This debt also is considered to be sound made safe by collateral security
^The undersigned^ Your Committee feel less reluctance in introducing the names of these individuals, and their private accounts with the Bank from the fact that public rumor was rife with reports and Charges against them, and had not failed to set forth the facts in as glowing colors at least as they meritted
These two cases are deemed sufficient, to demonstrate the impolicy, of the bank extending such large accomodations to individuals or firms— many objections might be urged to this course, the Committee ^undersigned^ however will proceed to notice only a few of them
1st It deprives the bank of the power

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of fulfiling one of its important functions towit the extending its accomodations to the Community generally
2d. It is exceedingly hazardous to risk so much upon the Solvency of a single individual or firm, as a single failure may result in the loss of the entire debt
3d. The individual or firm having access to the Bank and being permitted the free use of its funds may monopolize the trade in any speculation or enterprise in which he chooses to embark
4th Nothing is better calculated to engender heartburnings and to enlist enemies of the most hostile character against a bank than for the Community to entertain the belief that the institution is used for the benefit of the few to the exclusion of the many— It will be recollected that a charge similar to this— was made against the late bank of the United States and to sustain that charge it was urged that Mr T Biddle in Oct. 1830 was indebted to that institution in the sum of $1.120.000— if the objection had any weight in it as applied to the United States Bank with its immense capital and circulation with how much greater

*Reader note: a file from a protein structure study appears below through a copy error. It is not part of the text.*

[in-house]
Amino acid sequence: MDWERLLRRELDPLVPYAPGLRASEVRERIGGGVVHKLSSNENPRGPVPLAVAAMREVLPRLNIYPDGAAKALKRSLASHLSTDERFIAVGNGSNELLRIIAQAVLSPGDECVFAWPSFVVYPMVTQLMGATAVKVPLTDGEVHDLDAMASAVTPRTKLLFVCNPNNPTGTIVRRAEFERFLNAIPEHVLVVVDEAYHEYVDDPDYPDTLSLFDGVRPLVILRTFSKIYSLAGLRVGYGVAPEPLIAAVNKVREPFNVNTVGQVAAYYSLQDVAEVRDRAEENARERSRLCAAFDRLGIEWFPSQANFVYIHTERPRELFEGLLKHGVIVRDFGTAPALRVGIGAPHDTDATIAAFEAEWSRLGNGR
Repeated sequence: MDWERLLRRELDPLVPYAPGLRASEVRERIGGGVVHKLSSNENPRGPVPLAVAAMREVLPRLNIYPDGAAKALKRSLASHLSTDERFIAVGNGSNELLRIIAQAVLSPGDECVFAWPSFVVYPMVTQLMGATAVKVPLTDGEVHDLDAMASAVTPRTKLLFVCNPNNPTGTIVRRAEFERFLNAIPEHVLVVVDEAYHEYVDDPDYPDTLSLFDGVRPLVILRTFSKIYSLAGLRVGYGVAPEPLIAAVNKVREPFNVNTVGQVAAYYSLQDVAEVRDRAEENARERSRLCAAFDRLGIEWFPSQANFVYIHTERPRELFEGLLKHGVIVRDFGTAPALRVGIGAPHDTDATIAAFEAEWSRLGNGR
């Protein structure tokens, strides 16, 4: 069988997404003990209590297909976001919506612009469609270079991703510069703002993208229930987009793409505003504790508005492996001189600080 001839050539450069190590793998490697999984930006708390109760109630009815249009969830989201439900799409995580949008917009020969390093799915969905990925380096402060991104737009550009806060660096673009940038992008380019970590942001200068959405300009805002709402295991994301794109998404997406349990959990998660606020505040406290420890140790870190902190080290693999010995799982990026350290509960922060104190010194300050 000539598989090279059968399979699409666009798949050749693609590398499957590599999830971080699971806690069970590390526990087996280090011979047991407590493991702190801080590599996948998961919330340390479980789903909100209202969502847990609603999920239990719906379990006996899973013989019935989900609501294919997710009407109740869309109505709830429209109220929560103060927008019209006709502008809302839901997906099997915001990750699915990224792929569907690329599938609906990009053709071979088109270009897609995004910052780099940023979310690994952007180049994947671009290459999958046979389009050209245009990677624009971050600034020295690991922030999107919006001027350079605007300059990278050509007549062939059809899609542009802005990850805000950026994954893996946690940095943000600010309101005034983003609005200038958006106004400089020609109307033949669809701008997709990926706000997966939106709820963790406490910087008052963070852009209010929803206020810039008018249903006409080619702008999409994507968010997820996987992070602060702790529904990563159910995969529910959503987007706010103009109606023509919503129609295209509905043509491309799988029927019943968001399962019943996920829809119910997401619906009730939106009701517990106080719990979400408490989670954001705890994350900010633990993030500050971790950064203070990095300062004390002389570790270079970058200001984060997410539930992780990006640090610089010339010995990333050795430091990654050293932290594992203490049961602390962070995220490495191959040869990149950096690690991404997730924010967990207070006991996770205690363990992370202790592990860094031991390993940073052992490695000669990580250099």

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force does the objection apply to our Bank with having a circulation less than $3,000,000
It is understood that the Directors of the Parent house aware of the impropriety of this course have adopted measures to restrain directors of branches in again making such excessive loans— while your Committee ^the undersigned^ decidedly disapprobate this practice of extending such large accomodations to individuals or firms, they are gratified to have the opportunity to hear testimony that the bank ^in a large majority of cases^ has made her discounts to dealers wanting small sums for immediate use, as will be seen by reference to a tabular statement furnished by the Bank and herewith presented
For the nature and extent of the loan to the Bank of Missouri— reference is made to the Copy of Contract, between the two banks which is herewith submitted
The transaction was not fully carried out and the amount loaned was soon returned
The arrangement seems to have been made from a desire on the part of this Bank to Cultivate friendly relations with a neighboring institution which was about to go into operation
It was a part of the Contract with the missouri bank that she should redeem
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in specie if necessary the paper of the State Bank loaned to her, The Committee ^undersigned^ see nothing objectionable in this transaction
The Committee ^undersigned^ has is also charged with the enquiry whether the Bank has dealt or speculated in lead[,] lands or other Com^m^odity— So far as your ^the undersigned^ committee have been able to learn and ascertain the facts the bank has not engaged in speculating in lead, lands or any other commodity. In relation to this charge the Committee ^undersigned^ have availed themselves of the testimony of the officers of the Bank of the correspondence touching these transactions and of the testimony of respectable gentlemen residing at the point where these abuses are said to have occured